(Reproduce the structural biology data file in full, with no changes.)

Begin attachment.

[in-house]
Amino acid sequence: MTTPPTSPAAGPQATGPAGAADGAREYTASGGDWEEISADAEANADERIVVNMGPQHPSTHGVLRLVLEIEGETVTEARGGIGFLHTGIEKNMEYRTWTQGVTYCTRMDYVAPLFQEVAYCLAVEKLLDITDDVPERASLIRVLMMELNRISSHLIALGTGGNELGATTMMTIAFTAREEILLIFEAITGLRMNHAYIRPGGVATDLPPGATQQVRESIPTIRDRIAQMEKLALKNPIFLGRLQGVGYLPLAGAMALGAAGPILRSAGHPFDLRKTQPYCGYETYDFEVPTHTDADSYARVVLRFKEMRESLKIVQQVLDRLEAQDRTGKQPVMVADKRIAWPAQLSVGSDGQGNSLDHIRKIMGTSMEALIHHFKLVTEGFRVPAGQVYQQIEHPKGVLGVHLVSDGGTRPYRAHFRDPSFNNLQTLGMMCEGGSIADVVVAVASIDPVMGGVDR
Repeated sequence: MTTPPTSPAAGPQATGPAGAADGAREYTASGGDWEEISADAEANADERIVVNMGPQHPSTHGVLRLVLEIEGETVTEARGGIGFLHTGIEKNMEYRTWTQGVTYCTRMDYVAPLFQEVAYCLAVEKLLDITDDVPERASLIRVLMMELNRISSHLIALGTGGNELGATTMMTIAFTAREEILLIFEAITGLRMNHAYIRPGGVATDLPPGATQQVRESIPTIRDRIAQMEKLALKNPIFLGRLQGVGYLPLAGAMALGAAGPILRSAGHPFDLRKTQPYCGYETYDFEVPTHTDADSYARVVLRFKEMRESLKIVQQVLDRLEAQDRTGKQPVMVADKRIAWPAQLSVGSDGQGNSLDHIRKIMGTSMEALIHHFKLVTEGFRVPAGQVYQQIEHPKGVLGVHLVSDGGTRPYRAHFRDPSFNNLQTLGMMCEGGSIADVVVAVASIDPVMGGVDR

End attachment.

[in-house]
Amino acid sequence: MTTPPTSPAAGPQATGPAGAADGAREYTASGGDWEEISADAEANADERIVVNMGPQHPSTHGVLRLVLEIEGETVTEARGGIGFLHTGIEKNMEYRTWTQGVTYCTRMDYVAPLFQEVAYCLAVEKLLDITDDVPERASLIRVLMMELNRISSHLIALGTGGNELGATTMMTIAFTAREEILLIFEAITGLRMNHAYIRPGGVATDLPPGATQQVRESIPTIRDRIAQMEKLALKNPIFLGRLQGVGYLPLAGAMALGAAGPILRSAGHPFDLRKTQPYCGYETYDFEVPTHTDADSYARVVLRFKEMRESLKIVQQVLDRLEAQDRTGKQPVMVADKRIAWPAQLSVGSDGQGNSLDHIRKIMGTSMEALIHHFKLVTEGFRVPAGQVYQQIEHPKGVLGVHLVSDGGTRPYRAHFRDPSFNNLQTLGMMCEGGSIADVVVAVASIDPVMGGVDR
Repeated sequence: MTTPPTSPAAGPQATGPAGAADGAREYTASGGDWEEISADAEANADERIVVNMGPQHPSTHGVLRLVLEIEGETVTEARGGIGFLHTGIEKNMEYRTWTQGVTYCTRMDYVAPLFQEVAYCLAVEKLLDITDDVPERASLIRVLMMELNRISSHLIALGTGGNELGATTMMTIAFTAREEILLIFEAITGLRMNHAYIRPGGVATDLPPGATQQVRESIPTIRDRIAQMEKLALKNPIFLGRLQGVGYLPLAGAMALGAAGPILRSAGHPFDLRKTQPYCGYETYDFEVPTHTDADSYARVVLRFKEMRESLKIVQQVLDRLEAQDRTGKQPVMVADKRIAWPAQLSVGSDGQGNSLDHIRKIMGTSMEALIHHFKLVTEGFRVPAGQVYQQIEHPKGVLGVHLVSDGGTRPYRAHFRDPSFNNLQTLGMMCEGGSIADVVVAVASIDPVMGGVDR